Monday, August 23, 2010

CAR POOL TIPS - What is the NARROWEST BOOSTER available?

Nania High Ride
Are you driving carpool this year and wondering how you are going to fit 3 boosters across the back of your minivan?  Trying to fit multiple car seats & boosters can be a challenge - even in a big vehicle like a minivan.  Wondering which booster is the narrowest?

Harmony Juvenile Cruz
The Nania High Ride (backless booster) is the narrowest booster seat currently available - at just 14.5 inches wide.  The Harmony Juvenile Cruz is the next narrowest - at just 15.5 inches wide.  Both are available for less than $25 each.  The Bubble Bum, which will be out in April 2011, is the narrowest of all at just 12.5 inches - and also has no arm rests (which are the parts that tend to interfere most with placing a booster next to another car seat or booster).

Bubble Bum
Before you rush to buy a booster for carpool...
Kids, especially younger ones, are safer in a 5-point harness.  Don’t rush to “graduate” your child to a booster seat.   Kids who are AT LEAST 40 pounds AND AT LEAST 3-4 years old can start riding on boosters.  Kids should ride on a booster UNTIL they can pass the 5-step-test (usually age 8-10).

If you can check "Yes" to all the statements below, your child is okay to use a booster:

YES       NO
  [ ]          [ ]       There is a shoulder AND lap belt where the child sits (boosters need shoulder belts)
  [ ]          [ ]       The child is at least 40 pounds (kids under 40 pounds are safer in a 5-point harness)
  [ ]          [ ]       The child is at least 3-4 years old
  [ ]          [ ]       The child can sit still the entire trip without leaning forward or sitting on their knees

Do you need something EVEN NARROWER?
The Ride Safer Travel Vest is a great option as it is only as wide as the child's body (see below for more info).

Does a child need to ride in a position with just a lap belt?
One option would be to use a 5-point harness car seat with a high-weight-harness (a harness that accommodates kids who weigh more than 40 pounds).  A list of such car seats can be found here thanks to our fantastic friends at Safety Belt Safe USA.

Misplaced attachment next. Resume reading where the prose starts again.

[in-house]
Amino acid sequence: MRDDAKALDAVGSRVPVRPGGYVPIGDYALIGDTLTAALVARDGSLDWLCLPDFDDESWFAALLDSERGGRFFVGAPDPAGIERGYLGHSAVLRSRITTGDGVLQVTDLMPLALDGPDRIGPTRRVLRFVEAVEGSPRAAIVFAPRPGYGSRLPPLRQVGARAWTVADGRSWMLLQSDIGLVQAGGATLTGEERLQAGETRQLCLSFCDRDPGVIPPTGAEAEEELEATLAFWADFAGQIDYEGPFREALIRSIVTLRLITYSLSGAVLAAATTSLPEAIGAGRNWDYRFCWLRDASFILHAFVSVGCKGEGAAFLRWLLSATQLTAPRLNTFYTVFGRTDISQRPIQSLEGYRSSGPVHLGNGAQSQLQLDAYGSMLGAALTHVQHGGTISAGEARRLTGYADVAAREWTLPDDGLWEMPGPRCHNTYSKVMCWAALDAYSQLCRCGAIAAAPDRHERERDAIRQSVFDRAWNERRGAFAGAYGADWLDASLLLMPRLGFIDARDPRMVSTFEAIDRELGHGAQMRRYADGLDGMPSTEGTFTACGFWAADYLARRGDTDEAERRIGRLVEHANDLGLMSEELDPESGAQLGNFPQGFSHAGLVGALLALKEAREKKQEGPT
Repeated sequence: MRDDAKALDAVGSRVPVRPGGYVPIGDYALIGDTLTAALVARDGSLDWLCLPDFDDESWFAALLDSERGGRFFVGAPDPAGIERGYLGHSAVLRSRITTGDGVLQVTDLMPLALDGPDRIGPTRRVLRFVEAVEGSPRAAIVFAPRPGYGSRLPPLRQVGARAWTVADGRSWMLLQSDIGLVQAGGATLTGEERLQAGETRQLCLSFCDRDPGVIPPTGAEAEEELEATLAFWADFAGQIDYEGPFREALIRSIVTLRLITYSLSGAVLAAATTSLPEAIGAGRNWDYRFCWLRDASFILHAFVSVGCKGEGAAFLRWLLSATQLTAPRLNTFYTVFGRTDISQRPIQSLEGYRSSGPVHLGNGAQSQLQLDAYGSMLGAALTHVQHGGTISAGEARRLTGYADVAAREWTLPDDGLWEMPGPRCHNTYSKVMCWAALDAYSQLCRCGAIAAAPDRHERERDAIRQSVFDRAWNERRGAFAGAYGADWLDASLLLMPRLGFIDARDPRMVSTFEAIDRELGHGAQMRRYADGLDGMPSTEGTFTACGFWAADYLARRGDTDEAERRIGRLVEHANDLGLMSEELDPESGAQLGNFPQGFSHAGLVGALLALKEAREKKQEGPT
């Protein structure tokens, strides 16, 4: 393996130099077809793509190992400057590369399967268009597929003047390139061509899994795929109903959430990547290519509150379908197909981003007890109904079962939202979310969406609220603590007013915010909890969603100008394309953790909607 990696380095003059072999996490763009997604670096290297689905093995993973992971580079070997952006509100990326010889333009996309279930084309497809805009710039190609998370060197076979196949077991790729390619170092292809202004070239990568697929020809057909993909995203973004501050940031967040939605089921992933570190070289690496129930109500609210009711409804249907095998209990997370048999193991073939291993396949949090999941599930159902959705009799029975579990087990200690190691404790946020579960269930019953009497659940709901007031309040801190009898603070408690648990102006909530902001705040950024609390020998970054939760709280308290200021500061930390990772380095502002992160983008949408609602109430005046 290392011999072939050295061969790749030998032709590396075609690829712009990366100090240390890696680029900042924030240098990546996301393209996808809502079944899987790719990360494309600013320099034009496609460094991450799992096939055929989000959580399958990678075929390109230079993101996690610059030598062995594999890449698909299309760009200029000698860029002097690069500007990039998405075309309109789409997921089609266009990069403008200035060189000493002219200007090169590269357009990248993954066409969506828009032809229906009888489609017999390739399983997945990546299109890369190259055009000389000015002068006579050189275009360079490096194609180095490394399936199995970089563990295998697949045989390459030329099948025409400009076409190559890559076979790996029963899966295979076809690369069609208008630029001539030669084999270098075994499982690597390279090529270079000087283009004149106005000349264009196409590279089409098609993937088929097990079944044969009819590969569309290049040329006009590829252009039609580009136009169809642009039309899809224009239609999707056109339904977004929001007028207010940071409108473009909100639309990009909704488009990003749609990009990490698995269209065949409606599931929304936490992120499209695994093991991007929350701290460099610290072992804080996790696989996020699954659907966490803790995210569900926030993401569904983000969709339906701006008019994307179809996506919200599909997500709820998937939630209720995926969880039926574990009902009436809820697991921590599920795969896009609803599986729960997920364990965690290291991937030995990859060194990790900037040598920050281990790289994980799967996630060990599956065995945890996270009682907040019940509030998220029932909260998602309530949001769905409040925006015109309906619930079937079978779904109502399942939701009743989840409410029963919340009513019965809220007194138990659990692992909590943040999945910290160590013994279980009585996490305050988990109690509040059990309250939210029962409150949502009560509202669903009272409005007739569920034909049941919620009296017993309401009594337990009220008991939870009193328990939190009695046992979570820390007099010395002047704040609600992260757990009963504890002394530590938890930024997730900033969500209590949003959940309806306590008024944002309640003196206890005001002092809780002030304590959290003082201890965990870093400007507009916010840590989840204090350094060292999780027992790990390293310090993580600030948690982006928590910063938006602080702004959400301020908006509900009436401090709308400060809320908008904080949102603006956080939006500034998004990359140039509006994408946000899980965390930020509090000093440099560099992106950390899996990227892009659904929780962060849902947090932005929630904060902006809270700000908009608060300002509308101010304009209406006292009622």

Ride Safer Travel Vest using tether + lap belt
Ride Safer Travel Vest in center showing tether
Another option is the Ride Safer Travel Vest - which is a vest that functions like a booster by positioning the vehicle's seat belt properly on the child's body.  The Ride Safer Travel Vest can be used with just a lap belt so long as there is a tether anchor available.  For vehicles 2000 and newer, there are tether anchors in at least 3 seating locations in the vehicle - most older vehicles (as old as 1989) can have tether anchors retrofitted for free or at minimal cost.  The vest was redesigned about a year ago; please make sure to get the newer version. You can distinguish the new from the old as the old one was only available in silver and had 2 buckles in front whereas the new one is available in a rainbow variety of colors, but not silver, and the new one has only one buckle in front.

  • The boosters shown above are BACKLESS boosters.  In order to use a backless booster, or the Ride Safer Travel Vest, you need to make sure that the vehicle seat back comes up to at least the top of the child's ears in order to provide adequate head support.  If the vehicle seat back does NOT come up to at least the top of the ears, then you need to use a high back booster.  
  • For wiggly, squirmy kids it is often helpful to "lock" the seat belt - click here for tips on how to "lock" the belt